It wasn’t until 1925 that the proposed USMC Birthday Ball was brought to life, with the attendance of secretaries of war and Navy, Major General Commandant Lejeune, famous statesmen and soldiers, and sailors, who met where it all began, placing a gifted tablet from the Thomas Roberts Reath Post, American Legion, all Marines—at the site of Tun Tavern. They planned for this ceremony to coincide with the annual convention of the Marine Corps League and orchestrated a parade with Marines, Army and Navy detachments, the National Guard, and other military organizations. Then they finished off the day with a banquet at the Benjamin Franklin Hotel and a ball at the Bellevue-Stratford.
Forging Important Traditions
They also cut a large cake that night in Washington, DC, at the Birthday Ball. This tradition harkens back at least as far as a Marine Barracks party in Washington, DC, in 1937, perhaps even prior to that. That night there was an open house, where Major General Thomas Holcomb, the Commandant presided. The cake was an enormous rendition of the Tun Tavern shape. After this event, the celebrations took off; buoyed by motion pictures, newsreels, and displays that extolled the Corps' long history.
A Birthday Ball Pageant entered the scene at the Marine Corps headquarters in 1951, although there was mention of one in Salt Lake City, Utah, several years prior. Then on 28 October 1952, the Commandant of the Marine Corps, General Lemuel C. Shepherd, Jr., directed all future Marine Corps Birthday celebrations to be formalized with a cake ceremony and other standardized events. On January 26, 1956, these orders were approved in the Marine Corps Drill Manual.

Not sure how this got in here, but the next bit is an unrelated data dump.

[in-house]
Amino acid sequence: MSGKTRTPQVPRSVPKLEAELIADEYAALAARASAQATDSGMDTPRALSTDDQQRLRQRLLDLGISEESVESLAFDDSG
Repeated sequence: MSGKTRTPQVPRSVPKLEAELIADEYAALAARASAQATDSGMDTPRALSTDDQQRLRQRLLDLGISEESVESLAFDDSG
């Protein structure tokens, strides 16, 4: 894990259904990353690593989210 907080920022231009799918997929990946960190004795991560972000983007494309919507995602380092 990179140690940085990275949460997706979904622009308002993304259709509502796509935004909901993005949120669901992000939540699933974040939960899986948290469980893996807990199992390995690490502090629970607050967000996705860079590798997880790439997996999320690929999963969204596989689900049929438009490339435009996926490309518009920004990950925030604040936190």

There are additional traditions that the parties follow. The cake is cut with the Mameluke sword, named for its similarity to Ottoman warrior swords and carried by Marines since Lieutenant Presley O’Bannon’s assault of Derna, Tripoli, in 1805. It reminds all present that the Marines “are a band of warriors, committed to carrying the sword, so that our nation may live in peace.”
The first piece of cake goes to the guest of honor, whether it be newlyweds, the Secretary of the Navy, governors, or others. The next is given to the oldest Marine present, and the third to the youngest Marine present. When the oldest Marine receives the second piece, they turn and symbolically pass it to the youngest, representing the passing of experience and knowledge to the younger members and the importance of taking care of younger Marines. Each group runs the party a little differently, but all still adhere to Major General Lejeune's wishes to read his Order Number 47, as well as the Commandant’s message, many of which you can find here.
Happy 248th Birthday, Marines!
At the Naval Academy, we are excited to celebrate the U.S. Marine Corps and all they have accomplished on November 10th Do you have your Marine Corps gear? You can find it at Navyonline.com. Your purchase, as well as your shopping on the Yard, dining on the Yard, and USNA tours give their proceeds to the Brigade of Midshipmen, so you’re supporting future Marine Corps officers during their time at the Academy. Funds go to make extracurricular activities such as cultural arts, theater, music, club sports, and more possible. Come visit and celebrate the 248th birthday of the U.S. Marine Corps. It’s going to be historic!